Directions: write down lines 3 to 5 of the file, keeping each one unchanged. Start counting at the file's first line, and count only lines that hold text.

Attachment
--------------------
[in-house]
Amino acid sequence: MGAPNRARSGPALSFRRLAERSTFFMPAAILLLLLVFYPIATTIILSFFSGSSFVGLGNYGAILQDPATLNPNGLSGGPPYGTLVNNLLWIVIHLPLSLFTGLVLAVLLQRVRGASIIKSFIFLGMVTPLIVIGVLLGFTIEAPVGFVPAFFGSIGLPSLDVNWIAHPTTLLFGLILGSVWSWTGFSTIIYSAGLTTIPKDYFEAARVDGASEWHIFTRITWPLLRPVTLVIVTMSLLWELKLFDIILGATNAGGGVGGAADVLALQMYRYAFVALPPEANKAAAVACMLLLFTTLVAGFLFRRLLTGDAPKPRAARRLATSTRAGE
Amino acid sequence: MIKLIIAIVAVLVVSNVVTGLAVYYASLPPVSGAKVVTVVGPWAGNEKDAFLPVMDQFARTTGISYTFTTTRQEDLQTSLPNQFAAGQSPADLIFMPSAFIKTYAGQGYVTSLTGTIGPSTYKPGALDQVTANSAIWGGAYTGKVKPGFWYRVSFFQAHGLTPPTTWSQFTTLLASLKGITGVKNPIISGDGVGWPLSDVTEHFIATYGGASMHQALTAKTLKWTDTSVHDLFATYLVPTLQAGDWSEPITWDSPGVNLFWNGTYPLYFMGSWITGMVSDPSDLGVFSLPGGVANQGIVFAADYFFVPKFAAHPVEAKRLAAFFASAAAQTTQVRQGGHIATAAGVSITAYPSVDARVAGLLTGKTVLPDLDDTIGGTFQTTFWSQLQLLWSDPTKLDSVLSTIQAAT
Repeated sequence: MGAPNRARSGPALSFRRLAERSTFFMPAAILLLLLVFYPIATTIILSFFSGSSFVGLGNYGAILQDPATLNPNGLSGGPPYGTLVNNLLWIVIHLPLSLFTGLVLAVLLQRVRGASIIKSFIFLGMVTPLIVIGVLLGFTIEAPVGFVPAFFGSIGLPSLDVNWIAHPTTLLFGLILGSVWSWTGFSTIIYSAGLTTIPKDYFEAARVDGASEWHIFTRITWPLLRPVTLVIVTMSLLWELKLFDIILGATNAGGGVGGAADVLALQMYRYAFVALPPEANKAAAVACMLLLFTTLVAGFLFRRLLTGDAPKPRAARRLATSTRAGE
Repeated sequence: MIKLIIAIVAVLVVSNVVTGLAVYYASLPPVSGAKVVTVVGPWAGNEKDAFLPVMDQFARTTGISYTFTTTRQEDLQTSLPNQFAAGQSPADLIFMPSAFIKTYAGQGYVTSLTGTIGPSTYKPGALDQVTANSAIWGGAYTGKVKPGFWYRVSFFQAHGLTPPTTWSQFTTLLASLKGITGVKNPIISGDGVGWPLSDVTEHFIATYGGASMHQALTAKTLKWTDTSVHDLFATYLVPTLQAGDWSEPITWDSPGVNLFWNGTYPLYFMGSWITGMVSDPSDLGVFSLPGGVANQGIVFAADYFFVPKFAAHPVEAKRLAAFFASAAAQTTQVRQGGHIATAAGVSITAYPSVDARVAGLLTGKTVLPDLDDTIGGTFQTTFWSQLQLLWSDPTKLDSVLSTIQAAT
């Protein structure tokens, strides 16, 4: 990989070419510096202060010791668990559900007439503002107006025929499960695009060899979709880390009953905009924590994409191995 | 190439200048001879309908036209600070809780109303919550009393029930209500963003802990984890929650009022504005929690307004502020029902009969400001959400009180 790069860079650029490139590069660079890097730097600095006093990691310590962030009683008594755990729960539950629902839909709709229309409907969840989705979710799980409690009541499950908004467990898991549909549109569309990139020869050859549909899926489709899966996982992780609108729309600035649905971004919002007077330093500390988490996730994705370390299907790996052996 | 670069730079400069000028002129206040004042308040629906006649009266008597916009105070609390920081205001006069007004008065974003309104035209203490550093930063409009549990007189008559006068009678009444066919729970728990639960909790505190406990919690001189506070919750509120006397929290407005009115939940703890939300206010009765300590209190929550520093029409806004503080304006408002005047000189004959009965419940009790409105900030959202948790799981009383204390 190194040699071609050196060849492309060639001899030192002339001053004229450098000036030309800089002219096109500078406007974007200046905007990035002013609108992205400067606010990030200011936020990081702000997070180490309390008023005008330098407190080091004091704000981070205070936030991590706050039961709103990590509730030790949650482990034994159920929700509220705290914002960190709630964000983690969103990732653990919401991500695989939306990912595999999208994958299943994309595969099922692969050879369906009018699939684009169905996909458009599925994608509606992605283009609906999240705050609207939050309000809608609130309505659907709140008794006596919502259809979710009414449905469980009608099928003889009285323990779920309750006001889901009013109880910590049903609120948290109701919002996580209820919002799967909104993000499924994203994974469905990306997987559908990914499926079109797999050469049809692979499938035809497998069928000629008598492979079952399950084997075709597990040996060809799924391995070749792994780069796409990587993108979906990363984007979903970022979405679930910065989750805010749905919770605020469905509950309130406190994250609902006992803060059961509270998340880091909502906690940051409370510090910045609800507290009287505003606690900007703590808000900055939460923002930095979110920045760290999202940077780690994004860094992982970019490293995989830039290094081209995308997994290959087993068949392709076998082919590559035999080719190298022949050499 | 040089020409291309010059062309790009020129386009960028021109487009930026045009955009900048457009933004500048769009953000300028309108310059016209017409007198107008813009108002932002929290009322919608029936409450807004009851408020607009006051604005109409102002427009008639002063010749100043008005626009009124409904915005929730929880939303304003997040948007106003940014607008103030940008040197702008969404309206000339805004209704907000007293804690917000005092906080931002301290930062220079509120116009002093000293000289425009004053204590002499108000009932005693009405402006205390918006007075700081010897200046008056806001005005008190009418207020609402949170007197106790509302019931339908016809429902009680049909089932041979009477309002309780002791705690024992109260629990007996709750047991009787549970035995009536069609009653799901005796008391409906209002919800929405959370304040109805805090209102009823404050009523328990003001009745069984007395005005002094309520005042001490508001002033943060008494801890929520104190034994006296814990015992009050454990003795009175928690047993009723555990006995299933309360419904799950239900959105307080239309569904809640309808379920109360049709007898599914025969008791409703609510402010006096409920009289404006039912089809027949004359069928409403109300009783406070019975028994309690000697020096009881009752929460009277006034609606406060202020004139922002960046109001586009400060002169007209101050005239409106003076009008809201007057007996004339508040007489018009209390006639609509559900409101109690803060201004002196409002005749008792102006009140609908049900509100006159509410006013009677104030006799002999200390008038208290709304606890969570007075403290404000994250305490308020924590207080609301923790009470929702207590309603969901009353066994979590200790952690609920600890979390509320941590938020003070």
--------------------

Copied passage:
Amino acid sequence: MIKLIIAIVAVLVVSNVVTGLAVYYASLPPVSGAKVVTVVGPWAGNEKDAFLPVMDQFARTTGISYTFTTTRQEDLQTSLPNQFAAGQSPADLIFMPSAFIKTYAGQGYVTSLTGTIGPSTYKPGALDQVTANSAIWGGAYTGKVKPGFWYRVSFFQAHGLTPPTTWSQFTTLLASLKGITGVKNPIISGDGVGWPLSDVTEHFIATYGGASMHQALTAKTLKWTDTSVHDLFATYLVPTLQAGDWSEPITWDSPGVNLFWNGTYPLYFMGSWITGMVSDPSDLGVFSLPGGVANQGIVFAADYFFVPKFAAHPVEAKRLAAFFASAAAQTTQVRQGGHIATAAGVSITAYPSVDARVAGLLTGKTVLPDLDDTIGGTFQTTFWSQLQLLWSDPTKLDSVLSTIQAAT
Repeated sequence: MGAPNRARSGPALSFRRLAERSTFFMPAAILLLLLVFYPIATTIILSFFSGSSFVGLGNYGAILQDPATLNPNGLSGGPPYGTLVNNLLWIVIHLPLSLFTGLVLAVLLQRVRGASIIKSFIFLGMVTPLIVIGVLLGFTIEAPVGFVPAFFGSIGLPSLDVNWIAHPTTLLFGLILGSVWSWTGFSTIIYSAGLTTIPKDYFEAARVDGASEWHIFTRITWPLLRPVTLVIVTMSLLWELKLFDIILGATNAGGGVGGAADVLALQMYRYAFVALPPEANKAAAVACMLLLFTTLVAGFLFRRLLTGDAPKPRAARRLATSTRAGE
Repeated sequence: MIKLIIAIVAVLVVSNVVTGLAVYYASLPPVSGAKVVTVVGPWAGNEKDAFLPVMDQFARTTGISYTFTTTRQEDLQTSLPNQFAAGQSPADLIFMPSAFIKTYAGQGYVTSLTGTIGPSTYKPGALDQVTANSAIWGGAYTGKVKPGFWYRVSFFQAHGLTPPTTWSQFTTLLASLKGITGVKNPIISGDGVGWPLSDVTEHFIATYGGASMHQALTAKTLKWTDTSVHDLFATYLVPTLQAGDWSEPITWDSPGVNLFWNGTYPLYFMGSWITGMVSDPSDLGVFSLPGGVANQGIVFAADYFFVPKFAAHPVEAKRLAAFFASAAAQTTQVRQGGHIATAAGVSITAYPSVDARVAGLLTGKTVLPDLDDTIGGTFQTTFWSQLQLLWSDPTKLDSVLSTIQAAT